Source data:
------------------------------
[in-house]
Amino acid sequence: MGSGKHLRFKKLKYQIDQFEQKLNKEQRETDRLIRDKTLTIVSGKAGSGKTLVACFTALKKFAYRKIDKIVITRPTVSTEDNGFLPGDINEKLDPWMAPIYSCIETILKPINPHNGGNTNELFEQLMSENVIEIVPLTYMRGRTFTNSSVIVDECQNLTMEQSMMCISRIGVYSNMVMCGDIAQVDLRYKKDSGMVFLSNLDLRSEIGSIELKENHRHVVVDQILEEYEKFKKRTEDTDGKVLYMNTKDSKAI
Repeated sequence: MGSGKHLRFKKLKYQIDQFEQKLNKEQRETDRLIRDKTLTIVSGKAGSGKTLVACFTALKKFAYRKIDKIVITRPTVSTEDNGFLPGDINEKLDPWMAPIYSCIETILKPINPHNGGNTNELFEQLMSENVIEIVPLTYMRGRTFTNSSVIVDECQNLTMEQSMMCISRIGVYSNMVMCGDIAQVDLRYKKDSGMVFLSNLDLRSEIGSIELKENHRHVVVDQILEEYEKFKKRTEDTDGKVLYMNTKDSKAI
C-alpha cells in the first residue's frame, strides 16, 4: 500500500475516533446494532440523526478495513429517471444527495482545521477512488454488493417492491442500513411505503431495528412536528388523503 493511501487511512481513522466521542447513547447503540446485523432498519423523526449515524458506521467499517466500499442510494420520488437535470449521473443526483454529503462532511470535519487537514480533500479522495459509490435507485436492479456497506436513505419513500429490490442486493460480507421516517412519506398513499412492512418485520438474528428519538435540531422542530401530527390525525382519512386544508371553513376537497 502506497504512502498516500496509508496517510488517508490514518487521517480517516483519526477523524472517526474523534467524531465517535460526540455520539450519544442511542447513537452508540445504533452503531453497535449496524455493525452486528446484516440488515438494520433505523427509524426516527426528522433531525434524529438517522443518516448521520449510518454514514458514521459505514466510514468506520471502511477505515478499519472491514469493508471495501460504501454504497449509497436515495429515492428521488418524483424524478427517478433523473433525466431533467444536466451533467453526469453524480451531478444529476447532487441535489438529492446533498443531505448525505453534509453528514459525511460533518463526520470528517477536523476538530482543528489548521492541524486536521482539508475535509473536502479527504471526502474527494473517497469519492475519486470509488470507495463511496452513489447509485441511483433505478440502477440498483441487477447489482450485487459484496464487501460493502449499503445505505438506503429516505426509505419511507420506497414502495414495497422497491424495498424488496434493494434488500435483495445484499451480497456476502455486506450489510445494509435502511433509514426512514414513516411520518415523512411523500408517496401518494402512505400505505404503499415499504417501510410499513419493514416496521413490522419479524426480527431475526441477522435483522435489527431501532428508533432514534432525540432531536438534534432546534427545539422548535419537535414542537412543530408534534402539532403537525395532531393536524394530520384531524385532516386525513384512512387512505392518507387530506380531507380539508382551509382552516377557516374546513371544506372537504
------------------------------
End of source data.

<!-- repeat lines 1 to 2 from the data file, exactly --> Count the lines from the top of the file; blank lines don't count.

[in-house]
Amino acid sequence: MGSGKHLRFKKLKYQIDQFEQKLNKEQRETDRLIRDKTLTIVSGKAGSGKTLVACFTALKKFAYRKIDKIVITRPTVSTEDNGFLPGDINEKLDPWMAPIYSCIETILKPINPHNGGNTNELFEQLMSENVIEIVPLTYMRGRTFTNSSVIVDECQNLTMEQSMMCISRIGVYSNMVMCGDIAQVDLRYKKDSGMVFLSNLDLRSEIGSIELKENHRHVVVDQILEEYEKFKKRTEDTDGKVLYMNTKDSKAI